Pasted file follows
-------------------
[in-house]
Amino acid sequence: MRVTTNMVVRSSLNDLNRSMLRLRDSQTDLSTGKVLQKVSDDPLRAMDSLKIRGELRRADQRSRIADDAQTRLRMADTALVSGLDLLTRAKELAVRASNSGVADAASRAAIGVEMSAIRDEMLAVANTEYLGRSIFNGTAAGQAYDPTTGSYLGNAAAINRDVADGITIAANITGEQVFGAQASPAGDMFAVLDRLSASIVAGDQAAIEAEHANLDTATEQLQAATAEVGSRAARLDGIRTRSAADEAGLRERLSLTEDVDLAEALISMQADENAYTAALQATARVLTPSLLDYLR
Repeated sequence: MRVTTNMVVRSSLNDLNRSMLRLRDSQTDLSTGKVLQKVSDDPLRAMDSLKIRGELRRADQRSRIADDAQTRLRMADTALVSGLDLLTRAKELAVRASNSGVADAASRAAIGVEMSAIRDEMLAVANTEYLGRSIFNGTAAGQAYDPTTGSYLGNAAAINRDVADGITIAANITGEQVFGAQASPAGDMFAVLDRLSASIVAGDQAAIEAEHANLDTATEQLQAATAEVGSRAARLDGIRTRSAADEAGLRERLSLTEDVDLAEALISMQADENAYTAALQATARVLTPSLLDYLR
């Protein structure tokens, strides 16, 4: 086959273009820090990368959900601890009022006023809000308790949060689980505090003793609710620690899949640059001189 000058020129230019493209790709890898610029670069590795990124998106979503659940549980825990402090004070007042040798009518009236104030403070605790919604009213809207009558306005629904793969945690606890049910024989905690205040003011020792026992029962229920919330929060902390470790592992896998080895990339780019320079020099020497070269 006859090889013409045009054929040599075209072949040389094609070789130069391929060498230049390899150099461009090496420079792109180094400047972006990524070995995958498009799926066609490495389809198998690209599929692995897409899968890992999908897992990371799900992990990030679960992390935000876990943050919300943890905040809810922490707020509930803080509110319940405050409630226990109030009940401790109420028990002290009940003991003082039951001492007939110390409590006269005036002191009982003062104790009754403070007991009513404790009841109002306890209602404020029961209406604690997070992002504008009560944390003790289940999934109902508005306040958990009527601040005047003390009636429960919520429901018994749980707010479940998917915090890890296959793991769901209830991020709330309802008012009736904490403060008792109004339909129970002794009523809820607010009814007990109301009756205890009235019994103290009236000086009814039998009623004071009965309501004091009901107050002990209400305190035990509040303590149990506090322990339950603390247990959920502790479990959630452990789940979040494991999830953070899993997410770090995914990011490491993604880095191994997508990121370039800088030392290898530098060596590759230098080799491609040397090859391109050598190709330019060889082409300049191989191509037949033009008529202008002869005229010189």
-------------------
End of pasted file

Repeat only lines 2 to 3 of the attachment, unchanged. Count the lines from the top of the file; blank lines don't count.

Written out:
Amino acid sequence: MRVTTNMVVRSSLNDLNRSMLRLRDSQTDLSTGKVLQKVSDDPLRAMDSLKIRGELRRADQRSRIADDAQTRLRMADTALVSGLDLLTRAKELAVRASNSGVADAASRAAIGVEMSAIRDEMLAVANTEYLGRSIFNGTAAGQAYDPTTGSYLGNAAAINRDVADGITIAANITGEQVFGAQASPAGDMFAVLDRLSASIVAGDQAAIEAEHANLDTATEQLQAATAEVGSRAARLDGIRTRSAADEAGLRERLSLTEDVDLAEALISMQADENAYTAALQATARVLTPSLLDYLR
Repeated sequence: MRVTTNMVVRSSLNDLNRSMLRLRDSQTDLSTGKVLQKVSDDPLRAMDSLKIRGELRRADQRSRIADDAQTRLRMADTALVSGLDLLTRAKELAVRASNSGVADAASRAAIGVEMSAIRDEMLAVANTEYLGRSIFNGTAAGQAYDPTTGSYLGNAAAINRDVADGITIAANITGEQVFGAQASPAGDMFAVLDRLSASIVAGDQAAIEAEHANLDTATEQLQAATAEVGSRAARLDGIRTRSAADEAGLRERLSLTEDVDLAEALISMQADENAYTAALQATARVLTPSLLDYLR